You will rarely see a middle reliever on a great team represented at the All-Star game. Middle relievers are simply add-ons from teams who need a rep with respectable enough numbers not to embarrass anyone with pesky little problems like inequality of revenue sources.

And it's true. Chicks dig the long ball, the starting pitchers, the closers--the defined roles. 'Superstars of Middle Relief' just hasn't quite caught on.

Some numbers for Duke: At the time of the 2005 All-Star game, he had posted a 4-1 record, a 1.49 ERA and had struck out 46 while walking only nine. Those are some numbers. But because he's not a starting pitcher, nor a closer, and he doesn't play in New York, he was pretty much laughed at.

But what about this year? The A's currently sit at 28-30, 3 ½ games behind the AL West leader, with all signs pointing up. Justin Duchscherer went down with an injury on May 6; he's been gone for a month, and not expected to return with the wave of DL'd players we're seeing back this week.

Due to the severe underperformance of the offense, and the weakened state of the bullpen in his absence, the A's have played an inordinate number of one-run games. Even though most of us could have cheerfully smacked the team for their performance in the latter part of May, they have hung in there, and are in an undeniably, indisputably better position than last year.

BUT what if we could have kept our All-Star Middle Reliever healthy? I've given a cursory glance through the month of Duchscherer's absence and came up with nine A's losses which almost certainly would have called for a Duke appearance, or at the very least, called for a rested Calero on the days when Duke needed the break. I firmly believe that losing Duchscherer not only cost us his appearances, but may have affected the other bullpen arms as well. Remember May 10, 20 22, 25, 26, 28, 29, 30, and June 2?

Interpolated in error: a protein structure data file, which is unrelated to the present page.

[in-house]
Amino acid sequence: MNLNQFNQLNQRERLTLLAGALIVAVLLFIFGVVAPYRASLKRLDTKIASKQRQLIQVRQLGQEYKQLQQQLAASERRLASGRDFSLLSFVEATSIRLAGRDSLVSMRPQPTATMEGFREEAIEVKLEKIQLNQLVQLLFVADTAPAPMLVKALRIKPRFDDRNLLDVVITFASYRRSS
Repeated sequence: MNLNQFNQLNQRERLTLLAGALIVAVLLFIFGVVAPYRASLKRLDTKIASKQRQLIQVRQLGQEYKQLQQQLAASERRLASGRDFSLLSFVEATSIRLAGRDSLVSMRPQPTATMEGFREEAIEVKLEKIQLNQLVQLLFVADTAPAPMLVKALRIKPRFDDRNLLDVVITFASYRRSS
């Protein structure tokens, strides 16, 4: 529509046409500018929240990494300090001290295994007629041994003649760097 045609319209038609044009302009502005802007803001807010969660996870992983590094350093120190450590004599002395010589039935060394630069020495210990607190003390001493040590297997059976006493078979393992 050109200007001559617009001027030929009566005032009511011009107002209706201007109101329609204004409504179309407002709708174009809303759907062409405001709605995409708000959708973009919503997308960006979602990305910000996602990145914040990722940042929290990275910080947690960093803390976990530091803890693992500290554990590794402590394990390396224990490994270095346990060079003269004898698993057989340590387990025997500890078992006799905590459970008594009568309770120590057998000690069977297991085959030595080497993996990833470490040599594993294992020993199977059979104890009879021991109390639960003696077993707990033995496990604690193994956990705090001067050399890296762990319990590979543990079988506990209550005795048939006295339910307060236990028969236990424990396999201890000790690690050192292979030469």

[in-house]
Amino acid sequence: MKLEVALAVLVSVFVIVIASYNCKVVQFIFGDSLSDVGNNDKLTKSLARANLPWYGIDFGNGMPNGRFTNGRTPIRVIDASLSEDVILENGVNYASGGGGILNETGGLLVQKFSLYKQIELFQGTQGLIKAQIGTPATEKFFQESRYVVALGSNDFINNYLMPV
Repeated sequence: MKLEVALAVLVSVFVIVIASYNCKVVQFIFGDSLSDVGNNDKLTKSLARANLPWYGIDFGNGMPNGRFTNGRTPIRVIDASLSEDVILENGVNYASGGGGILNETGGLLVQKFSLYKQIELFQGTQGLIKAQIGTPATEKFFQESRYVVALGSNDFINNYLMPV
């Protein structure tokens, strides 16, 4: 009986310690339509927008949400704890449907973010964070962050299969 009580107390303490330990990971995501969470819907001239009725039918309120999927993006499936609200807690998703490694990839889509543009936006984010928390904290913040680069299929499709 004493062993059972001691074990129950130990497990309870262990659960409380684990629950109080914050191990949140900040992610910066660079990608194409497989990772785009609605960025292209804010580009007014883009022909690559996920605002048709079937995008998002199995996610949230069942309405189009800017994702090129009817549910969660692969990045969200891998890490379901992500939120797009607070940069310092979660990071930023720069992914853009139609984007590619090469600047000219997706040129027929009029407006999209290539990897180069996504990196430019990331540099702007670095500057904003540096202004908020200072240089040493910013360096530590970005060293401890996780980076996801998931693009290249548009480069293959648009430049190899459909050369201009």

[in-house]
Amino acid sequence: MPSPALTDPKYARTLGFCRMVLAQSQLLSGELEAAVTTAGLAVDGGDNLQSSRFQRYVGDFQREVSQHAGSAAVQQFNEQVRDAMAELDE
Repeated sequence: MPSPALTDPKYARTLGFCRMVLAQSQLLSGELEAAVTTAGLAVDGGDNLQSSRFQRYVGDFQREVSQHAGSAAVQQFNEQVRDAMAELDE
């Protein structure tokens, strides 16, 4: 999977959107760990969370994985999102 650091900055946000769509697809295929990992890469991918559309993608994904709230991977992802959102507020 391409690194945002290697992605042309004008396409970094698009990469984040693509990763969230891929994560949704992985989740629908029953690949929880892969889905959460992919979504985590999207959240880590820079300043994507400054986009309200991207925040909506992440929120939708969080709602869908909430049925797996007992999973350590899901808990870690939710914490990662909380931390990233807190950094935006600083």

Nine games. A full third of the games that we have played without Duke. I don't know if he would have pitched (or pitched well!) in every appearance. But what I do know is this: The A's bullpen continued to blow save after save after save in a maddening month, and Duke's absence was noted every time.

We noticed Duchscherer's absence, but this type of accolade is different...and rare. It's no wonder why pitchers vie for the starting roles as they do. No one wants to be Brad "Yes, Harden Has Been Taken Out" Halsey or Kirk "Clean-Up - Inning Number Two" Saarloos. Great middle relievers have a thankless job; all the pressure with none of the glory; yet a great team cannot be built without them.

So baseball had its fun last year stating all the reasons why Duke wasn't a real All-Star. There will be more talk to come when Zito, or Chavez, or Swisher <SWISHER!> is selected to the 2006 All-Star team. You'll hear all about how nice it is that the A's are playing well enough to have a real All-Star Representative instead of an afterthought. But you'll know better.


Better late than never:

Justin Duchscherer - All Star 2005